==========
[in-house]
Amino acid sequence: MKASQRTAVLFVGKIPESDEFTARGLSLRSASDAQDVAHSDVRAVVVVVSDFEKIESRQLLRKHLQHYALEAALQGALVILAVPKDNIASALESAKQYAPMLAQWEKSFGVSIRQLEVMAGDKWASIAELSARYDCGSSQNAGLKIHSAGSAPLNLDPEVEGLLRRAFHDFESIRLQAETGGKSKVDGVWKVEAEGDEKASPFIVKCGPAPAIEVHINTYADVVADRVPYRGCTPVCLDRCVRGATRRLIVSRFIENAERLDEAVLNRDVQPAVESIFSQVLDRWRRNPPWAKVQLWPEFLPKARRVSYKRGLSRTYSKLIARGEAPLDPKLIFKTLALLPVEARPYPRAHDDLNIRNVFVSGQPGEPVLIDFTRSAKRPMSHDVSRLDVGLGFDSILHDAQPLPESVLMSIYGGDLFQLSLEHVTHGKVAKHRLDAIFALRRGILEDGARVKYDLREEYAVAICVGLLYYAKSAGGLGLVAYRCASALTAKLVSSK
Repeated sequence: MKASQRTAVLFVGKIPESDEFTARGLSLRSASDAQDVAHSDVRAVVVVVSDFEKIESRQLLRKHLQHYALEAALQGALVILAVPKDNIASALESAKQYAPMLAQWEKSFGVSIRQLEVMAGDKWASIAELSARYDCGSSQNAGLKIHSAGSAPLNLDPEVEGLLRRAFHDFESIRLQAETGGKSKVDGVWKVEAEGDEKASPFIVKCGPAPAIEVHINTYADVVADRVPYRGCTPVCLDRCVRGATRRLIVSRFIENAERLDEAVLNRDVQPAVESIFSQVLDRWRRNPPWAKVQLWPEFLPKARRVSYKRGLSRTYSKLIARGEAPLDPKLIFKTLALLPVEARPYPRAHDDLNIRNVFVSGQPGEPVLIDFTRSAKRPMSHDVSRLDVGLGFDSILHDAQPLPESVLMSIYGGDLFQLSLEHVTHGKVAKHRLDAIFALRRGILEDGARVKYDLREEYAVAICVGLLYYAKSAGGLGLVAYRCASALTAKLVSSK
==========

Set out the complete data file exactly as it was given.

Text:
[in-house]
Amino acid sequence: MKASQRTAVLFVGKIPESDEFTARGLSLRSASDAQDVAHSDVRAVVVVVSDFEKIESRQLLRKHLQHYALEAALQGALVILAVPKDNIASALESAKQYAPMLAQWEKSFGVSIRQLEVMAGDKWASIAELSARYDCGSSQNAGLKIHSAGSAPLNLDPEVEGLLRRAFHDFESIRLQAETGGKSKVDGVWKVEAEGDEKASPFIVKCGPAPAIEVHINTYADVVADRVPYRGCTPVCLDRCVRGATRRLIVSRFIENAERLDEAVLNRDVQPAVESIFSQVLDRWRRNPPWAKVQLWPEFLPKARRVSYKRGLSRTYSKLIARGEAPLDPKLIFKTLALLPVEARPYPRAHDDLNIRNVFVSGQPGEPVLIDFTRSAKRPMSHDVSRLDVGLGFDSILHDAQPLPESVLMSIYGGDLFQLSLEHVTHGKVAKHRLDAIFALRRGILEDGARVKYDLREEYAVAICVGLLYYAKSAGGLGLVAYRCASALTAKLVSSK
Repeated sequence: MKASQRTAVLFVGKIPESDEFTARGLSLRSASDAQDVAHSDVRAVVVVVSDFEKIESRQLLRKHLQHYALEAALQGALVILAVPKDNIASALESAKQYAPMLAQWEKSFGVSIRQLEVMAGDKWASIAELSARYDCGSSQNAGLKIHSAGSAPLNLDPEVEGLLRRAFHDFESIRLQAETGGKSKVDGVWKVEAEGDEKASPFIVKCGPAPAIEVHINTYADVVADRVPYRGCTPVCLDRCVRGATRRLIVSRFIENAERLDEAVLNRDVQPAVESIFSQVLDRWRRNPPWAKVQLWPEFLPKARRVSYKRGLSRTYSKLIARGEAPLDPKLIFKTLALLPVEARPYPRAHDDLNIRNVFVSGQPGEPVLIDFTRSAKRPMSHDVSRLDVGLGFDSILHDAQPLPESVLMSIYGGDLFQLSLEHVTHGKVAKHRLDAIFALRRGILEDGARVKYDLREEYAVAICVGLLYYAKSAGGLGLVAYRCASALTAKLVSSK